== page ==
It’s day six, time for a quick review of the last five days. If you’ve been following along we’ve established the following to do list so far:
1. Find your niche–find a need in the marketplace and fill it.
2. Become an expert–understand the features and benefits of the products and services you offer.
3. Know your competition–what is your biggest advantage to your customer compared to your competitors?
4. Develop a quality presentation–know the answer to the question “Why should I buy from you?”
5. Provide an experience for your customers–what are you doing to make it fun, easy and memorable to do business with you?
If you’ve been brainstorming and writing down your responses to these five questions, you probably have generated a lot of ideas on things you can do to sell more t-shirts. Which leads me to my next “how-to” idea.
Get a Calendar
Get a calendar (here is one site if you want to order one online, or just go to your local office supply store. There are calendars available that start in August! )and start making a real plan. You don’t need a computer program or a book on marketing. With an inexpensive 12-month calendar and a piece of paper in front of you, answer the following questions:
- Who are your customers? Who currently buys from you? Schools, teams, coaches, businesses?
- Are these sales seasonal? If yes, make a note in your calendar. For example, if you normally sell to schools in the fall, indicate that you should do a marketing activity in mid to late summer to remind your customers that you do business. If you would like to go after the family reunion market or the summer camp market, make a note to do some kind of marketing activity in the spring. If you already have one season where you are busy for several months, you might want to concentrate on building sales in your not-so-busy season.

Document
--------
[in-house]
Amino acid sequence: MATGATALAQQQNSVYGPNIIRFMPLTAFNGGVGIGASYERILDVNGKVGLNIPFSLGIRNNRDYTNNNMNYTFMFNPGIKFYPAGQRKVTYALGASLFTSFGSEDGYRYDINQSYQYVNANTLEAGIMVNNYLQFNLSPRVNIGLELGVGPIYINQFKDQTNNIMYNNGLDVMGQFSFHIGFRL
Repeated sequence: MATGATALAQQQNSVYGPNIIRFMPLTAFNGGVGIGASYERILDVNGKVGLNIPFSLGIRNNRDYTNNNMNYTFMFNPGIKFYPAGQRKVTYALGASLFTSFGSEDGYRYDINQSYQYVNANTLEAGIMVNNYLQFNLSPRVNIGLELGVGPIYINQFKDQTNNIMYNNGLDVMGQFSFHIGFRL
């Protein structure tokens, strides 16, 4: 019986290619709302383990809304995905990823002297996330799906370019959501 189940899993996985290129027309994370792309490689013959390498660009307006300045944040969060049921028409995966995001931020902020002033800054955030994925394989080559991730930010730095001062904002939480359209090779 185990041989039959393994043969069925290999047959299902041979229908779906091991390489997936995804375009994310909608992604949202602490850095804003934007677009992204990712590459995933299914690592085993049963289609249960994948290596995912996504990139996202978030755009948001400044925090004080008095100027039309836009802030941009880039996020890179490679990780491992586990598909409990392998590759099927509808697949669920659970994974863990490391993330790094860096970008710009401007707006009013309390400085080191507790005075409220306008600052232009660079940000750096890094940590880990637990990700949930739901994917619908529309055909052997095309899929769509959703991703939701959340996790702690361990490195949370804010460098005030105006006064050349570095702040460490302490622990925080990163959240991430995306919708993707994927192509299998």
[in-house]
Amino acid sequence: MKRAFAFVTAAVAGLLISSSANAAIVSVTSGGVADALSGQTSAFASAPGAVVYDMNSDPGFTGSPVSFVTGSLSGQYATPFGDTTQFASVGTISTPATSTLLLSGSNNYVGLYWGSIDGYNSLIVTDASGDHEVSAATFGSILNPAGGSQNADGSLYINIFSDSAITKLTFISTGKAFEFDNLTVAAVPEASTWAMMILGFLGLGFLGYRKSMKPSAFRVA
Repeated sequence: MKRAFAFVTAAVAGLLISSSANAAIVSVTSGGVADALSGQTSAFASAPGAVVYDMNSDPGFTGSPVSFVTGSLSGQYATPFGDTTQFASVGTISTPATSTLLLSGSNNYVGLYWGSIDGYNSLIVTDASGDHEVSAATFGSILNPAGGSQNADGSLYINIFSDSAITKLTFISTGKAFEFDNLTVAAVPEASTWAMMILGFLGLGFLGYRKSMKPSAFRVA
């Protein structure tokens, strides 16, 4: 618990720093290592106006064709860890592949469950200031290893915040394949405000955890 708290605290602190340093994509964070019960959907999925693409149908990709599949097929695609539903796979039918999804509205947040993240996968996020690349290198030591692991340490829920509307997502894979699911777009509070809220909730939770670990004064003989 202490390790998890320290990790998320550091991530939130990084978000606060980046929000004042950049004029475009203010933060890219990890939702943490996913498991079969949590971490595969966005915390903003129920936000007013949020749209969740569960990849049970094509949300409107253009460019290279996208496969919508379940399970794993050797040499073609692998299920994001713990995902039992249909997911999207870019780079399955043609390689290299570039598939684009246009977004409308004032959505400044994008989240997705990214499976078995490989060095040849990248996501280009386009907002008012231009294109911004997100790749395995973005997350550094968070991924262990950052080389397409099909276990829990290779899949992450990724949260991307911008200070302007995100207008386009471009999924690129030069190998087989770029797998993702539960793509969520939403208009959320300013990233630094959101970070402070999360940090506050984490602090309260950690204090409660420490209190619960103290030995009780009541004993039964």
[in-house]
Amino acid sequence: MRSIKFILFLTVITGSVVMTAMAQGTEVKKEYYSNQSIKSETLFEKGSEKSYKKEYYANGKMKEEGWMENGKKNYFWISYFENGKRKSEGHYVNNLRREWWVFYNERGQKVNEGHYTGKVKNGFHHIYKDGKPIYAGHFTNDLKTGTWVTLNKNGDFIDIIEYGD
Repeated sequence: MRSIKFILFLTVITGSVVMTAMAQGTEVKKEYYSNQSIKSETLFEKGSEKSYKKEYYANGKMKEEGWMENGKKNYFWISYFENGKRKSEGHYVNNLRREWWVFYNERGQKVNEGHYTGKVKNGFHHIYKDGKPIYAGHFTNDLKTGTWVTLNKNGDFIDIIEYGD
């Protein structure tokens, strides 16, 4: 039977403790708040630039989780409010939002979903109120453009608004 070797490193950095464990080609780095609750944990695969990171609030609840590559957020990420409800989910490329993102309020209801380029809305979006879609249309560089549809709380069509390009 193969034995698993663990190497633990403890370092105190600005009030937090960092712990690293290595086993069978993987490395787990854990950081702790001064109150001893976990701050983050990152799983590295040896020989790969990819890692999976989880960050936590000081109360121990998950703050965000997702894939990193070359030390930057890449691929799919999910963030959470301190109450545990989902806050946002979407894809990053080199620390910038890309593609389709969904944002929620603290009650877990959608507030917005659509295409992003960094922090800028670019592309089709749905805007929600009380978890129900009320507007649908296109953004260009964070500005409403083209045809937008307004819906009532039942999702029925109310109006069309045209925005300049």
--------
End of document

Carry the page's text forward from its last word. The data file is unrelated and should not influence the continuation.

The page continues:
- On the calendar you can also make notes about new markets or specific customers you would like to go after and pick a date to do it. For example, if you decide to target construction businesses or landscaping businesses, pick a month that is appropriate to target this niche with a marketing activity. The marketing idea might be as easy as putting an ad in your church bulletin.
- Think of businesses that wear printed t-shirts—salons, restaurants, delivery services, grocery stores, gas stations, car washes. Who are YOU doing business with? Do they need shirts?
- In your calendar, make note of local events that take place in your community. Are any of these events places where you could sell shirts? When does school
start? When does baseball or basketball season start? When are you going to make time to call your best customers? When are you going to take your
last order before the holidays? This date is important, because when you commit to a date, you have given yourself a reason to call customers and
let them know that this is the last possible date they can place an order. Are you starting to see the value in the calendar?